From Poverty to Prestige

For Koran Dunbar, the road to graduation was neither easy nor short: it took him twenty years to graduate from Penn State Mont Alto, taking one or two courses at a time while working a handful of jobs to support his son and pay for school. 

Born in Hartford, Connecticut, Dunbar was dealt a tough hand. His father was in prison, and his mother struggled with addiction and died when Dunbar was young. Dunbar and his older sister, Eve, were raised by their grandfather in Pennsylvania. 

Dunbar was fortunate that Eve, whom he describes as “brilliant,” attended Penn State on a McNair Scholarship and paved the way for him to attend college. While Eve was available to answer any questions Dunbar had about the application process and financial aid, finances were nevertheless a challenge, given that he had no parental support and had become a single parent himself to son Aurelius at a relatively young age. 

Dunbar made it work by balancing courses at Penn State Mont Alto with full-time corporate jobs, DJ gigs, and a burgeoning career as a filmmaker. Over the course of his time at Mont Alto, Dunbar went from living out of his car with Aurelius to producing an award-winning film. In 2012, Dunbar released “Greencastle” to critical acclaim. The film, which starred Dunbar and Aurelius, is a semi-autobiographical story that covers the protagonist’s life as a single father in small-town Greencastle, Pa., where Dunbar lives. "Greencastle" won Best Feature Film at the 2012 Indie Gathering International Film Festival in Hudson, Ohio, and Dunbar won Best Actor in a Feature Film for his portrayal as Poitier Dunning at the 2012 World Music and Independent Film Festival in Washington, DC. Today, Dunbar has three feature-length films to his name.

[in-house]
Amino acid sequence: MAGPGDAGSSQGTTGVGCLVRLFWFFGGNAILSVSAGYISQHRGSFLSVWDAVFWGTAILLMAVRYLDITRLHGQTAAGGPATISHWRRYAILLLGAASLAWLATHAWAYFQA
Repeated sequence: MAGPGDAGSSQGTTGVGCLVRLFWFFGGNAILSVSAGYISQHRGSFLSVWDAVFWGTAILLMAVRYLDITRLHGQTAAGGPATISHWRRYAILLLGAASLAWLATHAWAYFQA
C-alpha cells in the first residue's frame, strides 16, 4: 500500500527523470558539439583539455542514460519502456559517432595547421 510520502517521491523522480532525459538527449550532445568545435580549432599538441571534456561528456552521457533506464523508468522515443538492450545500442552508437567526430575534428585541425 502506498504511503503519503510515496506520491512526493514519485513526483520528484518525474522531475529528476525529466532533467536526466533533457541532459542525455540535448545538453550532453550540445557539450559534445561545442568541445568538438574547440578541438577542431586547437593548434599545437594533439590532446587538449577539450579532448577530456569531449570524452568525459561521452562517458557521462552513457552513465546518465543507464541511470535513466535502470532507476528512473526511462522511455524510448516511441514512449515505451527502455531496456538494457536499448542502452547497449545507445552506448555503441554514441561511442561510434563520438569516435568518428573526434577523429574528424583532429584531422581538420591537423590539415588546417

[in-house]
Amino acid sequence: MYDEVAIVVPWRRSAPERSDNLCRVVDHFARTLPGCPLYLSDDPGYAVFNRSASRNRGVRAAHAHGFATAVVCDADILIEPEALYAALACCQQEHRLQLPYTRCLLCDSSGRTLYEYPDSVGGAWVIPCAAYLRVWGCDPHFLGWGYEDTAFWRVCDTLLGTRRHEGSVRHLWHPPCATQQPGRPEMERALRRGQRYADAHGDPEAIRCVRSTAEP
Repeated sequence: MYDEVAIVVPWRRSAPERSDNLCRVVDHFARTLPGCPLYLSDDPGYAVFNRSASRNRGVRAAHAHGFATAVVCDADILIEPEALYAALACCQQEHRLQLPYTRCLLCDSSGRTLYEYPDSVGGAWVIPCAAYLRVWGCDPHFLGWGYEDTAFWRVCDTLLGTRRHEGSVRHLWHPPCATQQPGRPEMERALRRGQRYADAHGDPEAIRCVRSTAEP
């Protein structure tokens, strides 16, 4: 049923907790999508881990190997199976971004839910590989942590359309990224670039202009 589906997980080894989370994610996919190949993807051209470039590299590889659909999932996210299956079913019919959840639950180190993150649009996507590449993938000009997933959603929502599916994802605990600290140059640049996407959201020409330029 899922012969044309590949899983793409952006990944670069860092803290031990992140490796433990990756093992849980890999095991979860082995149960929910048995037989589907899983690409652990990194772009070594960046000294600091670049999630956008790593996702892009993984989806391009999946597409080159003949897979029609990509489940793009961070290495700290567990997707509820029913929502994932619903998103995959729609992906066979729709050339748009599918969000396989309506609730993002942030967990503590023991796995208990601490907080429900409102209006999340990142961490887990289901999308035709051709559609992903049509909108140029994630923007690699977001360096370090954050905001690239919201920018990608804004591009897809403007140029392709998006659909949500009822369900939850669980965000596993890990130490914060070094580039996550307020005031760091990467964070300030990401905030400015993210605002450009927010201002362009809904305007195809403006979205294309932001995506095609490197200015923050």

When COVID-19 hit in spring 2020, Dunbar’s work as an artist dried up and tuition money was hard to come by. Fortunately, Complete Penn State provided him with support in his final semester and helped him push past the finish line. In May 2020, he completed his degree in arts and sciences just in time for his son, Aurelius, to begin his first semester at Penn State. Aurelius is now a member of the men’s wrestling team at the University Park campus. 

“I look back and I’m grateful for what God has blessed my life with,” he said. “When I tell my story it’s hard to believe—going from being homeless to producing an award-winning film. I can honestly say, though, that graduating from Penn State tops winning my first award as a filmmaker.”